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11.5: Directions of Communication

  • Page ID
    48684
  • Learning Outcomes

    • Analyze direction of communication within an organization

    Now we understand what communication is, and a message is encoded by a sender, decoded by a receiver, all while navigating noise and providing feedback. Organizations communicate to ensure employees have the necessary information to do their jobs, feel engaged, and be productive.

    Communication travels within an organization in three different directions, and often the channels of communication are prescribed by the direction in which the communication is flowing. Let’s take a look at the three different directions and types of communication channels used.

    Vertical Communication

    A diagram depicting upwards and downwards communication. The left side of the diagram shows information flowing from the executive, down to the managers, and then down to the employee workforce (showing downwards communication). The right side of the diagram shows information flowing from the employee workforce, to the managers, and then up to the executive (upwards communication).
    Figure 1. Downward and upward communication

    Vertical communication can be broken down into two categories: downward communication and upward communication.

    Downward Communication

    Downward communication is from the higher-ups of the organization to employees lower in the organizational hierarchy, in a downward direction. It might be a message from the CEO and CFO to all of their subordinates, their subordinates, and so on. It might be a sticky note on your desk from your manager. Anything that travels from a higher-ranking member or group of the organization to a lower-ranking individual is considered downward organizational communication.

    Downward communication might be used to communicate new organizational strategy, highlight tasks that need to be completed, or they could even be a team meeting run by the manager of that team. Appropriate channels for these kinds of communication are verbal exchanges, minutes and agendas of meetings, memos, emails, and even Intranet news stories.

    Upward Communication

    Upward communication flows upward from one group to another that is on a higher level on the organizational hierarchy. Often, this type of communication provides feedback to organizational leaders about current problems, or even progress on goals.

    It’s probably not surprising that “verbal exchanges” are less likely to be found as a common channel for this kind of communication. It’s certainly fairly common between managers and their direct subordinates, but less common between a line worker and the CEO. However, communication is facilitated between the front lines and senior leadership all the time. Channels for upward communication include not only a town hall forum where employees could air grievances, but also reports of financial information, project reports, and more. This kind of communication keeps managers informed about company progress and how employees feel, and it often provides managers with ideas for improvement.

    Horizontal Communication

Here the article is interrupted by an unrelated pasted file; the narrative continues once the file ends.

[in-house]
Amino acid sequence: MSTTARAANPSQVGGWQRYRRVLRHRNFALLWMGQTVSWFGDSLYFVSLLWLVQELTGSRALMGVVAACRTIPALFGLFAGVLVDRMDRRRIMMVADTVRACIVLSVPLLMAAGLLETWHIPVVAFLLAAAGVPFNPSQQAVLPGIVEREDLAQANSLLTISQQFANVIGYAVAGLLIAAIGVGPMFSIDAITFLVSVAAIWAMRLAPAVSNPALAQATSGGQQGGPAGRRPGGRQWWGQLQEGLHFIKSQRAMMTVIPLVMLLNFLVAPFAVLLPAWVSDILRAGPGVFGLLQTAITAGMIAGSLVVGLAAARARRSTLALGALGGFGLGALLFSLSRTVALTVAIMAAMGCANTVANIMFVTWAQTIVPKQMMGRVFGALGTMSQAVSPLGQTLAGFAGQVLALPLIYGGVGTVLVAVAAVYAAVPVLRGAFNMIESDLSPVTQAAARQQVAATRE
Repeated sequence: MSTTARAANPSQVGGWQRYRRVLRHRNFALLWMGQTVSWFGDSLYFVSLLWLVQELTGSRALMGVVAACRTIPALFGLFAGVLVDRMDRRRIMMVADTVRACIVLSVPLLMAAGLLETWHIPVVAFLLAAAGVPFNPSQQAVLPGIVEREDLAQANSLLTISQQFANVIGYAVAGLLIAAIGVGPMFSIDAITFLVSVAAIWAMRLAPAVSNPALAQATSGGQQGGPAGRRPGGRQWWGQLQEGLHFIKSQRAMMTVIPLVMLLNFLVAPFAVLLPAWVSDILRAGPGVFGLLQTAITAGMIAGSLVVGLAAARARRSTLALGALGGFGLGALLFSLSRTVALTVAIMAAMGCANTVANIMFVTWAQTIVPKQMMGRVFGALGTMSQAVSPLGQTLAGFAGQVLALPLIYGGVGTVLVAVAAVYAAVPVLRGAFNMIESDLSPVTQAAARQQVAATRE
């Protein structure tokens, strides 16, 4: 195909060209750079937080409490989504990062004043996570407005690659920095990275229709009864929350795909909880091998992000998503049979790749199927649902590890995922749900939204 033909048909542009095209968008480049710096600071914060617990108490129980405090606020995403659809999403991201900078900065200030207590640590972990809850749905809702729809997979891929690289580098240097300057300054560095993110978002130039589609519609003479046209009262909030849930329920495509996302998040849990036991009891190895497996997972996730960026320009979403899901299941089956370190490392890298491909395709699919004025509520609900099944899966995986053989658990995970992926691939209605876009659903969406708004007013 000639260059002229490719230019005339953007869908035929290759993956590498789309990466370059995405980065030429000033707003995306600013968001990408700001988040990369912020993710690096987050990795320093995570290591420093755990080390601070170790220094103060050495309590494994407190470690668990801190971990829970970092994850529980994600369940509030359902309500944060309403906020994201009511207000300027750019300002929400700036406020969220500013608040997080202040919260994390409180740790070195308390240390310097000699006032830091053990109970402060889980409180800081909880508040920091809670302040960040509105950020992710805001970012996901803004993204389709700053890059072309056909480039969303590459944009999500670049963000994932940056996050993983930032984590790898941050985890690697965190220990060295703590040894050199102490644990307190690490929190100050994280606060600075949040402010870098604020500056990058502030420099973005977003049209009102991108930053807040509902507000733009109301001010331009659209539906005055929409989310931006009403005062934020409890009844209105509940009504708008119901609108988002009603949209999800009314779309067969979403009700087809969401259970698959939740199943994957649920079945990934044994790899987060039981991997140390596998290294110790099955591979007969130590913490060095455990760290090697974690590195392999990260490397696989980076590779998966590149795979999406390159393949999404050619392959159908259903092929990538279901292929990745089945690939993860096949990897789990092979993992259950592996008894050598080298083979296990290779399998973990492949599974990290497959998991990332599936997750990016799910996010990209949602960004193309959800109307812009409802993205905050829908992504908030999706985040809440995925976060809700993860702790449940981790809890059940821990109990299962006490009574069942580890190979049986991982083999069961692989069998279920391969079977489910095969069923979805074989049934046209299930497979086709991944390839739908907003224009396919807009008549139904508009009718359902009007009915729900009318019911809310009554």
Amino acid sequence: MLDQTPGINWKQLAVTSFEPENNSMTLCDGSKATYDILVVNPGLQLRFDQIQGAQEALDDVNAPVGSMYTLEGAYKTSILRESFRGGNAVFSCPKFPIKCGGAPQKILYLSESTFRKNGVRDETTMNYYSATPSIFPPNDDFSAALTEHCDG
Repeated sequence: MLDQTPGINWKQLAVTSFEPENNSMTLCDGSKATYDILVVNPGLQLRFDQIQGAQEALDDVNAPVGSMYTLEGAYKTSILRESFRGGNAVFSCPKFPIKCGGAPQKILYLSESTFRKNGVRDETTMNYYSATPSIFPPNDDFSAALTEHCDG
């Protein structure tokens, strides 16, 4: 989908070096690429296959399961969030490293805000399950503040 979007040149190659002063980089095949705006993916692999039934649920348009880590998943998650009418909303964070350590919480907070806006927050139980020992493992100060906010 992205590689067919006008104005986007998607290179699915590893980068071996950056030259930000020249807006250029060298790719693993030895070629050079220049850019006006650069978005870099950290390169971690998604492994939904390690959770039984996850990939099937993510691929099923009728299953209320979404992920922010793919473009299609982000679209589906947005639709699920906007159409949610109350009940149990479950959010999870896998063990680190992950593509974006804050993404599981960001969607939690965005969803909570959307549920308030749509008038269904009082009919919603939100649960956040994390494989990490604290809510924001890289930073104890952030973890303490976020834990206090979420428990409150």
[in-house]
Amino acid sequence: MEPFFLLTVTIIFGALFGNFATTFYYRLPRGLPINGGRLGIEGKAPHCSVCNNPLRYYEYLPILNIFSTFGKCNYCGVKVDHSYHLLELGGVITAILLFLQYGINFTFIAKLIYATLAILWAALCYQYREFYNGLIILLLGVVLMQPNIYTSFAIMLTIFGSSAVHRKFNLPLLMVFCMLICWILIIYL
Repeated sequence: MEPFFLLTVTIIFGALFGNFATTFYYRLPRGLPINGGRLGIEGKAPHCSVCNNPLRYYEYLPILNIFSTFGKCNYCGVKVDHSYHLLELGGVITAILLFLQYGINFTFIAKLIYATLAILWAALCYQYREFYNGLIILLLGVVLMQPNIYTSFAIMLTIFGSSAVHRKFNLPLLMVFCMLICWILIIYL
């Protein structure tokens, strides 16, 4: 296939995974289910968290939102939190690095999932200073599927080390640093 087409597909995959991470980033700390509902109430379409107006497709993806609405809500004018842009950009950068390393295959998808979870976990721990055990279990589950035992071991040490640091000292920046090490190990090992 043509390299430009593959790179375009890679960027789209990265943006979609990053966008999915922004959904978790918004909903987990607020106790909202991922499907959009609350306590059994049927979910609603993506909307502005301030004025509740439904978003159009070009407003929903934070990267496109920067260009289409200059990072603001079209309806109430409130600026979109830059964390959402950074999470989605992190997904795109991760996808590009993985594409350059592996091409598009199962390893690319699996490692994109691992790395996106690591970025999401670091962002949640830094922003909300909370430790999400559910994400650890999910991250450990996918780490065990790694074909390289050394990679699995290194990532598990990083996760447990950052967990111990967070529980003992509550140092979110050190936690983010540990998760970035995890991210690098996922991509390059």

When communication takes place between people at the same level of the organization, like between two departments or between two peers, it’s called horizontal (or lateral) communication. Communication taking place between an organization and its vendors, suppliers, and clients can also be considered horizontal communication.

    A diagram depicting horizontal communication; showing information flowing between individuals of equal rank.
    Figure 2. Horizontal communication

    Even though vertical communication is very effective, horizontal communication is still needed and encouraged, because it saves time and can be more effective—imagine if you had to talk to your supervisor every time you wanted to check-in with a coworker! Additionally, horizontal communication takes place even as vertical information is imparted: a directive from the senior team permeates through the organization, both by managers explaining the information to their subordinates and by all of those people discussing and sharing the information horizontally with their peers.

    Not all organizations are set up to facilitate good horizontal communication, though. An organization with a rigid, bureaucratic structure—like a government organization—communicates everything based on chain of command, and often horizontal communication is discouraged. Peer sharing is limited. Conversely, an organic organization—which features a loose structure and decentralized decision making—would leverage and encourage horizontal communication.

    Horizontal communication sounds like a very desirable feature in an organization and, used correctly,  it is. Departments and people need to talk between themselves, cutting out the “middle men” of upper management in order to get things done effectively. Unfortunately, horizontal communication can also undermine the effectiveness of downward communication, particularly when employees go around or above their superiors to get things done, or if managers find out after the fact that actions have been taken or decisions have been made without their knowledge.

    Now that we understand the three directions in which communication can travel, let’s take a look at types of communication and how they’re employed within an organization.

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    • Directions of Communication. Authored by: Freedom Learning Group. Provided by: Lumen Learning. License: CC BY: Attribution
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